Whether finishing in the NLE or just for approvals, every edit needs some amount of audio mixing. You’re doing it whether you pay any attention to it or not. So how do you approach a mix?
Step 1: Level it out
Step 2: Discover Track-based plugins
Step 3: Learn a few specifics about EQ and compression
This quick tutorial covers a great deal of ground in a fly-by approach, from how to level out your program and an intro on metering to track-based plugins including EQ and compression. I even touch on the benefits of submixing. For more on metering, check out my article on AOTG.com
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Before we can fix the POP, we need to understand where it came from. To do that, let’s quickly look at microphone theory. To oversimplify, sound waves hit a microphone and cause slight physical movement of the diaphragm, which is translated to electricity via an electromagnet. If your mouth happens to be right in front of the microphone diaphragm and you have a loud plosive “P” or “T”, it moves the diaphragm substantially more than it should. That comes through as a very aggressive (mostly low frequency) “POP”.
The best way to fix plosives is to avoid them in the recording. A pop filter helps reduce plosives by allowing the audio to pass through while dispersing the air, reducing the amount of air that hits the diaphragm. If you don’t have a pop filter, try moving the microphone position so that it is still pointing at the mouth, but the mouth is not necessarily pointing at the microphone. Another trick is to put a finger between your mouth and the microphone to disperse the air before it hits the diaphragm. This may not seem conducive to a natural performance, so I prefer one of the other techniques.
If you do need to fix it in post, just think about what you’re trying to get rid of. First, the overall energy at that point is too high, so a gain reduction is necessary – through automation and/or dynamics processing. Second, a High Pass Filter (HPF) will help roll off the very low frequencies, reducing the strength of the plosive. Now combining those two concepts, we can use a multi-band compressor to drastically reduce the energy of the low band without affecting the rest of the frequency spectrum whenever the low frequency energy is too high. I’ve actually listed these in the opposite order of how they should be processed. Let’s check it out.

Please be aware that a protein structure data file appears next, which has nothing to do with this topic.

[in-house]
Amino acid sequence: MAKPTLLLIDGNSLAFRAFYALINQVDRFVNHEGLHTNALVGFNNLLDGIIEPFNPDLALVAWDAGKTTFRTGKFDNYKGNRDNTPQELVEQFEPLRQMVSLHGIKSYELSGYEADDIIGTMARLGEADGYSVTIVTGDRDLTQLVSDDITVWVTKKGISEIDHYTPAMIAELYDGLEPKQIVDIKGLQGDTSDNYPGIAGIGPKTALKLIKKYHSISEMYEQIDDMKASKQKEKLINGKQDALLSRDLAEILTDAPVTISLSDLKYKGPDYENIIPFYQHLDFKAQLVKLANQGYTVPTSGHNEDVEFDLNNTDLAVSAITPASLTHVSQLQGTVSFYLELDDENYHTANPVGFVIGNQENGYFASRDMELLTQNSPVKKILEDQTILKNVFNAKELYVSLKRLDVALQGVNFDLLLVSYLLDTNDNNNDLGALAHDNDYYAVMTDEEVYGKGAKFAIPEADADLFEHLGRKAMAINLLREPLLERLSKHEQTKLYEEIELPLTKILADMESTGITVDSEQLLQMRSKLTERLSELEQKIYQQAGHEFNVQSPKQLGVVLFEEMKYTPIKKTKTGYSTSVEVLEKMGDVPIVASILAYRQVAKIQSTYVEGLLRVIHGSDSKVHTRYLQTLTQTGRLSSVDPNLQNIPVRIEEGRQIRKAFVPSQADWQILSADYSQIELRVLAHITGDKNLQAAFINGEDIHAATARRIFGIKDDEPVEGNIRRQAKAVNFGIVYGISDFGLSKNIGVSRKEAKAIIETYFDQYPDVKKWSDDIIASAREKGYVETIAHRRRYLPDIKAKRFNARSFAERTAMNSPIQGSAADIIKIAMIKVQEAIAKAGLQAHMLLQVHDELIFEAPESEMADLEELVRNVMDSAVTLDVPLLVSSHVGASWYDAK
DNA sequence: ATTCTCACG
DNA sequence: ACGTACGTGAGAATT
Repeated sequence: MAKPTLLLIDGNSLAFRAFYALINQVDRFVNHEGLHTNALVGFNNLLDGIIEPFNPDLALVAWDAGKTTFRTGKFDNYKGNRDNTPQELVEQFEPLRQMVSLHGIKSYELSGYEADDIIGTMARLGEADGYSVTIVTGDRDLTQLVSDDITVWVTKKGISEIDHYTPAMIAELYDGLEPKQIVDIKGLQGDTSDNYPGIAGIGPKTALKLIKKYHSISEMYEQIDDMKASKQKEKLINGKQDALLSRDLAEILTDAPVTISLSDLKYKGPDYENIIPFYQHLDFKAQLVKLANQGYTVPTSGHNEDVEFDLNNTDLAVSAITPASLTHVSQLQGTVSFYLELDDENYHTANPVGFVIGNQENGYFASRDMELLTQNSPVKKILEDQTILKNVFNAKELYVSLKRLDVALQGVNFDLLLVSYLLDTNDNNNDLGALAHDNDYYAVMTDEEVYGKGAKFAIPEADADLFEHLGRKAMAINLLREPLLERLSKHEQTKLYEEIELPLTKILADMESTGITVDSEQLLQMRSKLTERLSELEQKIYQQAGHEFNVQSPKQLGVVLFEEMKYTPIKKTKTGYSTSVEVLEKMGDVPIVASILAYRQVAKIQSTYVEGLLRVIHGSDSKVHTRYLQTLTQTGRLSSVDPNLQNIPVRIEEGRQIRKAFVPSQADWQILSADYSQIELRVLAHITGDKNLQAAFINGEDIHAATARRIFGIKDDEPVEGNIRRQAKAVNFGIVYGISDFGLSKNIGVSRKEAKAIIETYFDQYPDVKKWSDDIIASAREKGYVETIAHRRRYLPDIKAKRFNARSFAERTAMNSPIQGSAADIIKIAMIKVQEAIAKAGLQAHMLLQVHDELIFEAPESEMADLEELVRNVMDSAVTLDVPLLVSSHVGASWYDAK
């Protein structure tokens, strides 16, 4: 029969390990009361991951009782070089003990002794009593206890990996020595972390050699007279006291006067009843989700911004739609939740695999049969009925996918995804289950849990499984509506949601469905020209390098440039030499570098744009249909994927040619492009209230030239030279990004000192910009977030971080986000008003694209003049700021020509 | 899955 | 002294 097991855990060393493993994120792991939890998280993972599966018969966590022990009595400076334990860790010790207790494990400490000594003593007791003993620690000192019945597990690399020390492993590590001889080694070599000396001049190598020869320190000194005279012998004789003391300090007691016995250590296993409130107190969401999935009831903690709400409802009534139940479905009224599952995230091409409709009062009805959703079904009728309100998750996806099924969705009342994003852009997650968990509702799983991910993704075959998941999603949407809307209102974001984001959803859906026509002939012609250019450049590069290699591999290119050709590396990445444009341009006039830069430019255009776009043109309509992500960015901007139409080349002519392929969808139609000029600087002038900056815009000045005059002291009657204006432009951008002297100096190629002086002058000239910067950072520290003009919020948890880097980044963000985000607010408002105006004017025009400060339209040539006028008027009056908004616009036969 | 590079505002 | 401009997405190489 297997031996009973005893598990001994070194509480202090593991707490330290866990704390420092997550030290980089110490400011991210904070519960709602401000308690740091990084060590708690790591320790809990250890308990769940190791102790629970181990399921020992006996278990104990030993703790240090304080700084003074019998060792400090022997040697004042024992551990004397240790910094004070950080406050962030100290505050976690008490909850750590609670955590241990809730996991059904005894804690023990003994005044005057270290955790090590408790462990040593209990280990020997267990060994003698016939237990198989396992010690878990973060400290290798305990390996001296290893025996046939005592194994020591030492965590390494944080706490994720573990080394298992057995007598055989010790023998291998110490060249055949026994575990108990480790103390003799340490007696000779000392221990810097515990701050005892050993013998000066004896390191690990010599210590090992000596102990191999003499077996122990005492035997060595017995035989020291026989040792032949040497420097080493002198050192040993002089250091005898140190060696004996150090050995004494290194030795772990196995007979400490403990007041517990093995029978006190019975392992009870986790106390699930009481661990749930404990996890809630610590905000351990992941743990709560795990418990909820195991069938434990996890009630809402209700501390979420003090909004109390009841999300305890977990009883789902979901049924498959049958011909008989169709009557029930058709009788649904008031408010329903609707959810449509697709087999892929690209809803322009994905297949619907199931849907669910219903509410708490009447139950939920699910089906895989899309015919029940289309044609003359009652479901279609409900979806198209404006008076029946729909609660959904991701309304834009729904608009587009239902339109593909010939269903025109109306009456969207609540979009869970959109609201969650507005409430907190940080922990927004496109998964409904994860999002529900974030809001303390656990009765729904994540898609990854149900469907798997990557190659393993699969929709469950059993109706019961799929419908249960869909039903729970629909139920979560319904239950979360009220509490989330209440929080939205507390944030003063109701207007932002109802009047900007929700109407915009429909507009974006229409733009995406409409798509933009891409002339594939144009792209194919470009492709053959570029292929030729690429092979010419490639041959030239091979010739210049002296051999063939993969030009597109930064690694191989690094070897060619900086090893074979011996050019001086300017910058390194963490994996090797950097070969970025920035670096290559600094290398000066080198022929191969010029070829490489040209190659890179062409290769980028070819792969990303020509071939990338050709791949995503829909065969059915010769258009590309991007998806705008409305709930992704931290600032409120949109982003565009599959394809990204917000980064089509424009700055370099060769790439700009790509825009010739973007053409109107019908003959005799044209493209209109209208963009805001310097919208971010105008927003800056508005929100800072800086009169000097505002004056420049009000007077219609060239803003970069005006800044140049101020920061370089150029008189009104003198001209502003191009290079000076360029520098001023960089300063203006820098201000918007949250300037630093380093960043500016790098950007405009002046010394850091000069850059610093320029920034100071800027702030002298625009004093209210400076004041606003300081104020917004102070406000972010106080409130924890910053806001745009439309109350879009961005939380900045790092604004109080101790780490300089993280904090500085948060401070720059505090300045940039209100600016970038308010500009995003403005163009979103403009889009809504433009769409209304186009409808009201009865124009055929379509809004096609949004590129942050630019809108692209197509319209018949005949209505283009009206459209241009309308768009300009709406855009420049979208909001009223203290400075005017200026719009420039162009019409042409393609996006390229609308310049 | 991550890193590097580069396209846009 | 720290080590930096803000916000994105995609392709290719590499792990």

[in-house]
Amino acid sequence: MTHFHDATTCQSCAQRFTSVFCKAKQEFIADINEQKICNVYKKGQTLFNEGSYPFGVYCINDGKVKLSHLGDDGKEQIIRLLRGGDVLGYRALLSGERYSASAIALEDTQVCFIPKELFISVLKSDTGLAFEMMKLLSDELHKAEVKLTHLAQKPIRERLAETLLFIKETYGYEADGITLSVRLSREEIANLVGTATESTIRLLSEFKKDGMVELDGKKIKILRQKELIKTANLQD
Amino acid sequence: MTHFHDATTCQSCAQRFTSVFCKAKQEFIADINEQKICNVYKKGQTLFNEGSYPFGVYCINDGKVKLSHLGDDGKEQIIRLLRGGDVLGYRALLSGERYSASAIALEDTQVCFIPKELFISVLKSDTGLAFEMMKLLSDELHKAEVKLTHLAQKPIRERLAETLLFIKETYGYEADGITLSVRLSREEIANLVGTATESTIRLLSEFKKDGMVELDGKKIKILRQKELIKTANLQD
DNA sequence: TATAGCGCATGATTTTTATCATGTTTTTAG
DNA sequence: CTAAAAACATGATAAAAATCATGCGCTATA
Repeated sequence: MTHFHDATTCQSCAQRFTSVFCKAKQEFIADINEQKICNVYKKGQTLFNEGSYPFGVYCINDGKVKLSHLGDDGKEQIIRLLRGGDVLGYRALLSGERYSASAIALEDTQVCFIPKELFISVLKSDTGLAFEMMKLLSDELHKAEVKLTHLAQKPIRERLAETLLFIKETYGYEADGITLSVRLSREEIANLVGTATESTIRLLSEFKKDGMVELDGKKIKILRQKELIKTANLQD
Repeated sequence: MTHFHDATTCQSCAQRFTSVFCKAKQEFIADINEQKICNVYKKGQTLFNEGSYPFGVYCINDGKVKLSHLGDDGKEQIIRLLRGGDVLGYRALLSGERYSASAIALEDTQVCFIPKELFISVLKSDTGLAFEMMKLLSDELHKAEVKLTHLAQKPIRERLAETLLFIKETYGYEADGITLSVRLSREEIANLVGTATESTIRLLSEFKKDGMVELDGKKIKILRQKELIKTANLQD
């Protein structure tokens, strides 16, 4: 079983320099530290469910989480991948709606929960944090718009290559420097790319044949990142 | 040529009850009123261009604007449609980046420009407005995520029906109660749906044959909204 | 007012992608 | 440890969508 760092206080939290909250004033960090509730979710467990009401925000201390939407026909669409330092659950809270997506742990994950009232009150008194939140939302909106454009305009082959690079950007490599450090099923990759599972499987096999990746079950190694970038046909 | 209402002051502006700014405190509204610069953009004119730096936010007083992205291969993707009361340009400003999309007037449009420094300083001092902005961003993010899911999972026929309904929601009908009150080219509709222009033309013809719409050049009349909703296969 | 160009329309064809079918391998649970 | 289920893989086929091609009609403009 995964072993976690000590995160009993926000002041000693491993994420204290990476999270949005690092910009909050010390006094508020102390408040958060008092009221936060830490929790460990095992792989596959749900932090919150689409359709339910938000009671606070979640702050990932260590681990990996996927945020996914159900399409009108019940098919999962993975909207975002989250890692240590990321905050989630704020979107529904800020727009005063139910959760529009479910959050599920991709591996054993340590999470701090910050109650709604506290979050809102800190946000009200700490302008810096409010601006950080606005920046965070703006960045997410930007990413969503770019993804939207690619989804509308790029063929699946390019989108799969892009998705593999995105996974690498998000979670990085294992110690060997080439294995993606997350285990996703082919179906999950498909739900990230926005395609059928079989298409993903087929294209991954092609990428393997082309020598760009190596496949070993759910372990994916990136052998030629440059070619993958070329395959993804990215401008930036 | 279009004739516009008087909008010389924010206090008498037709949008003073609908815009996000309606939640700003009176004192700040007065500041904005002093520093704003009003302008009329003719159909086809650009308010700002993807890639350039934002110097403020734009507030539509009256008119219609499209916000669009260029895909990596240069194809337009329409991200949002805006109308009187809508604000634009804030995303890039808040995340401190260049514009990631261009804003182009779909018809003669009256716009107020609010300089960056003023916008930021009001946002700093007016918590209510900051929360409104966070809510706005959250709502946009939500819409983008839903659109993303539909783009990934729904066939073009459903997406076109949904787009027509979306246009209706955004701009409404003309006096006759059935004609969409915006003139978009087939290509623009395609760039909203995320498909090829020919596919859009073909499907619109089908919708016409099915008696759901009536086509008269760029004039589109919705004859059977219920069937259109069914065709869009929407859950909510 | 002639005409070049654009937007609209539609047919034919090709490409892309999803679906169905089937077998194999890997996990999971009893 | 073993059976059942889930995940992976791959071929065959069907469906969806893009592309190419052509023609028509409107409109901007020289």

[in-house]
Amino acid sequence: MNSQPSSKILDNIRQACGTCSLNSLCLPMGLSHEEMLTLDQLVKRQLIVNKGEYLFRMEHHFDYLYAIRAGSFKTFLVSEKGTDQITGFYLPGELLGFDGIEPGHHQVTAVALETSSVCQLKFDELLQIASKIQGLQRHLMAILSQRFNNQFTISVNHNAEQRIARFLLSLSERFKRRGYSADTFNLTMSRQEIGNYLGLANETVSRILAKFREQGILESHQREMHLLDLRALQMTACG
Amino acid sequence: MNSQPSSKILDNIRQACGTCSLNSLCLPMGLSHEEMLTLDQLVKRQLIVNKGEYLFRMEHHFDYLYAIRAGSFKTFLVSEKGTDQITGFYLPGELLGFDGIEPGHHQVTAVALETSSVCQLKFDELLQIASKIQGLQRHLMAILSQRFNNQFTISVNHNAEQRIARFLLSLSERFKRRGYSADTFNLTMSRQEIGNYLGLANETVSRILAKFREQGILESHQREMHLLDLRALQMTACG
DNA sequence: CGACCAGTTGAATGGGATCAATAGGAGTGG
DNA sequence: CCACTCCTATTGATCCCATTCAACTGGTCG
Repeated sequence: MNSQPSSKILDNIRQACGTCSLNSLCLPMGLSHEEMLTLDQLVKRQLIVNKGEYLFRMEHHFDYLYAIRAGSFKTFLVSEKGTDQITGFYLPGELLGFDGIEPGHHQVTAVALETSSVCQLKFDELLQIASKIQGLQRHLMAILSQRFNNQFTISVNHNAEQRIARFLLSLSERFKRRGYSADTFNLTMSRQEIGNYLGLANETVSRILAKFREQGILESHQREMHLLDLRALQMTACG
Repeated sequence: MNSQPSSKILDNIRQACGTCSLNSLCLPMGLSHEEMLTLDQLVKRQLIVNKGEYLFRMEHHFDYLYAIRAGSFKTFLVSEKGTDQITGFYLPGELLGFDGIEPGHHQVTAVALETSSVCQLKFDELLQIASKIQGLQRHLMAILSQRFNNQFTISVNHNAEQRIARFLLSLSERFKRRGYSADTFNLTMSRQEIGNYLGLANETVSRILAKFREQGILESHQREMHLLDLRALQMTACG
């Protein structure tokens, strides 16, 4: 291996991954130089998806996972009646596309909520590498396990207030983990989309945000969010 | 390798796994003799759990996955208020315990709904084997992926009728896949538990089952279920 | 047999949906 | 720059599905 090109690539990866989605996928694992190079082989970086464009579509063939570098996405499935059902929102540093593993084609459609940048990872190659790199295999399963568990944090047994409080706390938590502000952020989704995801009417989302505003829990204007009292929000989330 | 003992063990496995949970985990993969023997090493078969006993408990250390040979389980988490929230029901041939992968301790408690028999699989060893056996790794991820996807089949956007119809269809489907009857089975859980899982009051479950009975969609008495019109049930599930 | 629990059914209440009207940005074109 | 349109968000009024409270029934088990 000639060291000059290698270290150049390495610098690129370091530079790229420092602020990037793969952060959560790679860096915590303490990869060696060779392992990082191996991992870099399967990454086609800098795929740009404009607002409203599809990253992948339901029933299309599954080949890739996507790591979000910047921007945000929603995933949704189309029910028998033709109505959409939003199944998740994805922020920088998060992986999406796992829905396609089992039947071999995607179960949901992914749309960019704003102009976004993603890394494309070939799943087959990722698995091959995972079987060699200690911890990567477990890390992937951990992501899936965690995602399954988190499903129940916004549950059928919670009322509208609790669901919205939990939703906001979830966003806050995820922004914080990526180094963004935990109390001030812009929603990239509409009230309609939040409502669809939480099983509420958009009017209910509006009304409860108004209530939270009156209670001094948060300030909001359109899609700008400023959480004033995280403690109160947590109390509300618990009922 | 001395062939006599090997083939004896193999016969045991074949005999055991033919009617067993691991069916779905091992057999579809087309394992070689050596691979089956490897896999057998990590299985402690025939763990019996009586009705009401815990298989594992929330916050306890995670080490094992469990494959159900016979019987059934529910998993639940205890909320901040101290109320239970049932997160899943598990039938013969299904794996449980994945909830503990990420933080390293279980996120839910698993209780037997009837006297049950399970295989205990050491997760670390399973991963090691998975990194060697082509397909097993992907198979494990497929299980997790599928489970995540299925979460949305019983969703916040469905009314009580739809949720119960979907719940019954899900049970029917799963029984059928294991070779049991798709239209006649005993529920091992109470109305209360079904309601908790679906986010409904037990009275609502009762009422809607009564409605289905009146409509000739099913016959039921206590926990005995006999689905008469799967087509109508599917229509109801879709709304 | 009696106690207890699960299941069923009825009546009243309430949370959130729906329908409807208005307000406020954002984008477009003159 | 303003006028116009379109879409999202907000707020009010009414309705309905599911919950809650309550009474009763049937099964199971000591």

NOTE: Since the writing of this article, iZotope has released RX5 Advanced, which has a one-click solution for removing plosives that is WAY better than all of these techniques combined! This article is still valid, but if you really need to remove plosives in post, the BEST way is RX:
When mixing music, whether in your favorite NLE or DAW, you need to zoom in to a sub-frame or sample-accurate mode to get your music lined up appropriately. This Mixing Minute shows you how to do just that.
A big part of mixing audio is panning, which is like steering your audio between left and right (or multi-channel for surround). Sometimes we use panning to isolate stereo sources to mono outputs, which can be the case when making splits. But what would happen if what you thought was a panner was really a balance control?
In Premiere, what looks like a panner (audio steering wheel), acts more like the two levers of a Green Machine or Pod Racer! When you want to steer left, you decrease the right – instead of steering the right channel content to the left. Sound confusing? Check out this Mixing Minute video! (and read below to dive just a little deeper)
So, how else could a DAW (Digital Audio Workstation) handle stereo content? Well, with a stereo panner. ProTools, for example puts two panners on a stereo track or aux input (submix track). The default for these panners is hard left and right, but if you want to “pan” the stereo content, you have separate controls for each channel. In the case of the splits mentioned above, the right panner would be set all the way to the left.
Stereo Paner in ProTools
The resulting mono signal from the dual panners in ProTools would result in a significantly higher signal than the technique used in Premiere. In Premiere, the resulting gain is reduced by a considerable amount whether you place stereo content on a mono track or route stereo content through a mono sub. But these are topics for another post! Comments? Find me on Twitter: https://twitter.com/MichaelAudio. And thanks for reading!